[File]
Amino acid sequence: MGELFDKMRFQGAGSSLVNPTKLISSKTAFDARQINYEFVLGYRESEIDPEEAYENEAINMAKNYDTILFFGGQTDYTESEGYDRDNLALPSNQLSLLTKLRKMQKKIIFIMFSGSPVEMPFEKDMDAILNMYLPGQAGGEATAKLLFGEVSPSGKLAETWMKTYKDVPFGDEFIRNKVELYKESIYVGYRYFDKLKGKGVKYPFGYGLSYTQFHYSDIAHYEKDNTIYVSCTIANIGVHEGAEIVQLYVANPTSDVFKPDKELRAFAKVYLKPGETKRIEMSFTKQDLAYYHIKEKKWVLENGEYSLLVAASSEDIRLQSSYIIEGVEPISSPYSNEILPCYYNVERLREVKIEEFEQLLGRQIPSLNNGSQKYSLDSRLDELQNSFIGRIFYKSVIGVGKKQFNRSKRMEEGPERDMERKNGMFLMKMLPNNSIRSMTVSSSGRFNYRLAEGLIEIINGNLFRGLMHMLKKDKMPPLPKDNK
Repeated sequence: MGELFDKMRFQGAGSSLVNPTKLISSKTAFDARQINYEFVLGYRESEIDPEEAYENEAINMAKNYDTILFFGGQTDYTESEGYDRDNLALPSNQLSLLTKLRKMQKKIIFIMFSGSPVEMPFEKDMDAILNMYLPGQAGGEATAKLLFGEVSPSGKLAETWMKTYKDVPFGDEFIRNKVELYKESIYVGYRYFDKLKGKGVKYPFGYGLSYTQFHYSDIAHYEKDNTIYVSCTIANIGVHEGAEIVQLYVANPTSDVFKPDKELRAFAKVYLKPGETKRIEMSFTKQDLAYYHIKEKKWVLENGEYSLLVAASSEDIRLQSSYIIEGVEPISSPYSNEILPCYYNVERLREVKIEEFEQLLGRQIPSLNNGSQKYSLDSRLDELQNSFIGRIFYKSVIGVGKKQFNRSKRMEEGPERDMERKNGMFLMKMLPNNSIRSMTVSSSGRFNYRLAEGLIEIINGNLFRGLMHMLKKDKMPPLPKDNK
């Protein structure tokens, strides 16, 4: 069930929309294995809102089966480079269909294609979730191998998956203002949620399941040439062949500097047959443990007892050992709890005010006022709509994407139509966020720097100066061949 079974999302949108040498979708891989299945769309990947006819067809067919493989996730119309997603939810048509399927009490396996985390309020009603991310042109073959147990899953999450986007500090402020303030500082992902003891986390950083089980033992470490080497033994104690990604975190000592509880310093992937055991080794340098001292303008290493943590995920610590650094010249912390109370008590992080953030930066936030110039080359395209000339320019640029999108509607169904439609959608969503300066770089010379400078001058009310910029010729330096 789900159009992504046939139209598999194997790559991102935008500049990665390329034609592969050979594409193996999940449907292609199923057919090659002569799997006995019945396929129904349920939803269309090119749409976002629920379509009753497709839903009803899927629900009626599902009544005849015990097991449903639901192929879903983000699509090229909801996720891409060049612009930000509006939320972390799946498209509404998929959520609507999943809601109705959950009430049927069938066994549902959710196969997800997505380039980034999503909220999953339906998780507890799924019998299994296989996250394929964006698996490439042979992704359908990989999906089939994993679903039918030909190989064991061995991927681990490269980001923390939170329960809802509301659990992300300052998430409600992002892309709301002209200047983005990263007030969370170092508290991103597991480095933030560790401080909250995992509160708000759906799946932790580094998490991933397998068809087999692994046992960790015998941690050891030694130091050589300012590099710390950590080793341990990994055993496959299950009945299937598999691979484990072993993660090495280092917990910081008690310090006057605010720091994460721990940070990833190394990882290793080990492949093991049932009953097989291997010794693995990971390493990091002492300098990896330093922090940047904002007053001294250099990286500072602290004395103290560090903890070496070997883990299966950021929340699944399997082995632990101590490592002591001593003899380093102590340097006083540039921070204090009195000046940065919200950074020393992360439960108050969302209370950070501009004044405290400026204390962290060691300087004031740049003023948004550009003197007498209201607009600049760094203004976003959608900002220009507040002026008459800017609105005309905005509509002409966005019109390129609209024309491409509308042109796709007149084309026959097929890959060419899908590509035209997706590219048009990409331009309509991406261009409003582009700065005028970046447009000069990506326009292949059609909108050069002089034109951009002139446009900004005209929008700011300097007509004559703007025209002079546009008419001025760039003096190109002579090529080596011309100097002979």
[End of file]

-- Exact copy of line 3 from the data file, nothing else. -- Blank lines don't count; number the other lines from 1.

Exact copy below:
């Protein structure tokens, strides 16, 4: 069930929309294995809102089966480079269909294609979730191998998956203002949620399941040439062949500097047959443990007892050992709890005010006022709509994407139509966020720097100066061949 079974999302949108040498979708891989299945769309990947006819067809067919493989996730119309997603939810048509399927009490396996985390309020009603991310042109073959147990899953999450986007500090402020303030500082992902003891986390950083089980033992470490080497033994104690990604975190000592509880310093992937055991080794340098001292303008290493943590995920610590650094010249912390109370008590992080953030930066936030110039080359395209000339320019640029999108509607169904439609959608969503300066770089010379400078001058009310910029010729330096 789900159009992504046939139209598999194997790559991102935008500049990665390329034609592969050979594409193996999940449907292609199923057919090659002569799997006995019945396929129904349920939803269309090119749409976002629920379509009753497709839903009803899927629900009626599902009544005849015990097991449903639901192929879903983000699509090229909801996720891409060049612009930000509006939320972390799946498209509404998929959520609507999943809601109705959950009430049927069938066994549902959710196969997800997505380039980034999503909220999953339906998780507890799924019998299994296989996250394929964006698996490439042979992704359908990989999906089939994993679903039918030909190989064991061995991927681990490269980001923390939170329960809802509301659990992300300052998430409600992002892309709301002209200047983005990263007030969370170092508290991103597991480095933030560790401080909250995992509160708000759906799946932790580094998490991933397998068809087999692994046992960790015998941690050891030694130091050589300012590099710390950590080793341990990994055993496959299950009945299937598999691979484990072993993660090495280092917990910081008690310090006057605010720091994460721990940070990833190394990882290793080990492949093991049932009953097989291997010794693995990971390493990091002492300098990896330093922090940047904002007053001294250099990286500072602290004395103290560090903890070496070997883990299966950021929340699944399997082995632990101590490592002591001593003899380093102590340097006083540039921070204090009195000046940065919200950074020393992360439960108050969302209370950070501009004044405290400026204390962290060691300087004031740049003023948004550009003197007498209201607009600049760094203004976003959608900002220009507040002026008459800017609105005309905005509509002409966005019109390129609209024309491409509308042109796709007149084309026959097929890959060419899908590509035209997706590219048009990409331009309509991406261009409003582009700065005028970046447009000069990506326009292949059609909108050069002089034109951009002139446009900004005209929008700011300097007509004559703007025209002079546009008419001025760039003096190109002579090529080596011309100097002979």